Emily Y. Chew, MD1; Traci E. Clemons, PhD2; Elvira Agrón, MA1; Lenore J. Launer, PhD3; Francine Grodstein, ScD4,5; Paul S. Bernstein, MD, PhD6 ; for the Age-Related Eye Disease Study 2 (AREDS2) Research Group
[+-] Author Affiliations
1Division of Epidemiology and Clinical Applications, Clinical Trials Branch, National Eye Institute/National Institutes of Health, Bethesda, Maryland
2The EMMES Corporation, Rockville, Maryland
3Neuroepidemiology Section, National Institute on Aging/National Institutes of Health, Bethesda, Maryland
4Department of Medicine, Brigham and Women's Hospital, Harvard Medical School, Boston, Massachusetts
5Department of Epidemiology, Harvard School of Public Health, Boston, Massachusetts
6Moran Eye Center, University of Utah, Salt Lake City
JAMA. 2015;314(8):791-801. doi:10.1001/jama.2015.9677.
Importance Observational data have suggested that high dietary intake of saturated fat and low intake of vegetables may be associated with increased risk of Alzheimer disease.
Objective To test the effects of oral supplementation with nutrients on cognitive function.
Design, Setting, and Participants In a double-masked randomized clinical trial (the Age-Related Eye Disease Study 2 [AREDS2]), retinal specialists in 82 US academic and community medical centers enrolled and observed participants who were at risk for developing late age-related macular degeneration (AMD) from October 2006 to December 2012. In addition to annual eye examinations, several validated cognitive function tests were administered via telephone by trained personnel at baseline and every 2 years during the 5-year study.
Interventions Long-chain polyunsaturated fatty acids (LCPUFAs) (1 g) and/or lutein (10 mg)/zeaxanthin (2 mg) vs placebo were tested in a factorial design. All participants were also given varying combinations of vitamins C, E, beta carotene, and zinc.
Main Outcomes and Measures The main outcome was the yearly change in composite scores determined from a battery of cognitive function tests from baseline. The analyses, which were adjusted for baseline age, sex, race, history of hypertension, education, cognitive score, and depression score, evaluated the differences in the composite score between the treated vs untreated groups. The composite score provided an overall score for the battery, ranging from −22 to 17, with higher scores representing better function.
Results A total of 89% (3741/4203) of AREDS2 participants consented to the ancillary cognitive function study and 93.6% (3501/3741) underwent cognitive function testing. The mean (SD) age of the participants was 72.7 (7.7) years and 57.5% were women. There were no statistically significant differences in change of scores for participants randomized to receive supplements vs those who were not. The yearly change in the composite cognitive function score was −0.19 (99% CI, −0.25 to −0.13) for participants randomized to receive LCPUFAs vs −0.18 (99% CI, −0.24 to −0.12) for those randomized to no LCPUFAs (difference in yearly change, −0.03 [99% CI, −0.20 to 0.13]; P = .63). Similarly, the yearly change in the composite cognitive function score was −0.18 (99% CI, −0.24 to −0.11) for participants randomized to receive lutein/zeaxanthin vs −0.19 (99% CI, −0.25 to −0.13) for those randomized to not receive lutein/zeaxanthin (difference in yearly change, 0.03 [99% CI, −0.14 to 0.19]; P = .66). Analyses were also conducted to assess for potential interactions between LCPUFAs and lutein/zeaxanthin and none were found to be significant.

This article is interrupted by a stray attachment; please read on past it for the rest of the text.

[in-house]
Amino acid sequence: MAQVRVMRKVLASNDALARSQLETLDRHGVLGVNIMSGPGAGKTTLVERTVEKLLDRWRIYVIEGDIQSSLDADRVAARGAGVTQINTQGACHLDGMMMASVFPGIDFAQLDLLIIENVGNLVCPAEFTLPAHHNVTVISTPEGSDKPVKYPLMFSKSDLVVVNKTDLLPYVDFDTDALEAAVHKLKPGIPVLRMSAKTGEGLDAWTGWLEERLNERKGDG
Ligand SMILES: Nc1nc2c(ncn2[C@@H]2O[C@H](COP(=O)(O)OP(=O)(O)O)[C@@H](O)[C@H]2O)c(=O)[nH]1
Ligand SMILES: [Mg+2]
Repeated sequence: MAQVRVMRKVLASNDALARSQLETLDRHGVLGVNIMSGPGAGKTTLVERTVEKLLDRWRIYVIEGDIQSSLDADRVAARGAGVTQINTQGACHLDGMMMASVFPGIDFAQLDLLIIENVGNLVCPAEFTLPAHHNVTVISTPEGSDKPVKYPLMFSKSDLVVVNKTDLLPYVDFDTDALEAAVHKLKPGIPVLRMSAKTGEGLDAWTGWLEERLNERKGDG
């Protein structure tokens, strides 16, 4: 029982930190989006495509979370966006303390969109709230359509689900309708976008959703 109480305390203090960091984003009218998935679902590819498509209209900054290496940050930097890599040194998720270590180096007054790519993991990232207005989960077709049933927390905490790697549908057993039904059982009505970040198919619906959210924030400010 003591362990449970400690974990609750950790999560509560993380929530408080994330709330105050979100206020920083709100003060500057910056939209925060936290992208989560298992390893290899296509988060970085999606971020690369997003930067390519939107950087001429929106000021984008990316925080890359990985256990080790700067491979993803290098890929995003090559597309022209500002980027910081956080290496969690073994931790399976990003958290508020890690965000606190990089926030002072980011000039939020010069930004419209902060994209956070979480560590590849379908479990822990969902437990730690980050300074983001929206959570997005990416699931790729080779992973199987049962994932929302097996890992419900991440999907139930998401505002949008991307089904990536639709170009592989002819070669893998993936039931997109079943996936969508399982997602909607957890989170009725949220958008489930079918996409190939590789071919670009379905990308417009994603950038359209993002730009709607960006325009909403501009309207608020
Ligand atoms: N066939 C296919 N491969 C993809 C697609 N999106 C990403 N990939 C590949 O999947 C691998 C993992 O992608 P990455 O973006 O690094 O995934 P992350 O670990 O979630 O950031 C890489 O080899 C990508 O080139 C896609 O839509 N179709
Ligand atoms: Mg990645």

Conclusions and Relevance Among older persons with AMD, oral supplementation with LCPUFAs or lutein/zeaxanthin had no statistically significant effect on cognitive function.
Vol 78 Feb 2016
Reductions in circulating levels of IL-16, IL-7 and VEGF-A in myalgic encephalomyelitis/chronic fatigue syndrome
- Abdolamir Landia, , , David Broadhurstb, Suzanne D. Vernonc, D. Lorne J. Tyrrella, Michael Houghtona, ,
- Recently, differences in the levels of various chemokines and cytokines were reported in patients with myalgic encephalomyelitis/chronic fatigue syndrome (ME/CFS) as compared with controls. Moreover, the analyte profile differed between chronic ME/CFS patients of long duration versus patients with disease of less than 3 years. In the current study, we measured the plasma levels of 34 cytokines, chemokines and growth factors in 100 chronic ME/CFS patients of long duration and in 79 gender and age-matched controls. We observed highly significant reductions in the concentration of circulating interleukin (IL)-16, IL-7, and Vascular Endothelial Growth Factor A (VEGF-A) in ME/CFS patients. All three biomarkers were significantly correlated in a multivariate cluster analysis. In addition, we identified significant reductions in the concentrations of fractalkine (CX3CL1) and monokine-induced-by-IFN-γ (MIG; CXCL9) along with increases in the concentrations of eotaxin 2 (CCL24) in ME/CFS patients. Our data recapitulates previous data from another USA ME/CFS cohort in which circulating levels of IL-7 were reduced. Also, a reduced level of VEGF-A was reported previously in sera of patients with Gulf War Illness as well as in cerebral spinal fluid samples from a different cohort of USA ME/CFS patients. To our knowledge, we are the first to test for levels of IL-16 in ME/CFS patients. In combination with previous data, our work suggests that the clustered reduction of IL-7, IL-16 and VEGF-A may have physiological relevance to ME/CFS disease. This profile is ME/CFS-specific since measurement of the same analytes present in chronic infectious and autoimmune liver diseases, where persistent fatigue is also a major symptom, failed to demonstrate the same changes. Further studies of other ME/CFS and overlapping disease cohorts are warranted in future.
Lyme disease: time for a new approach?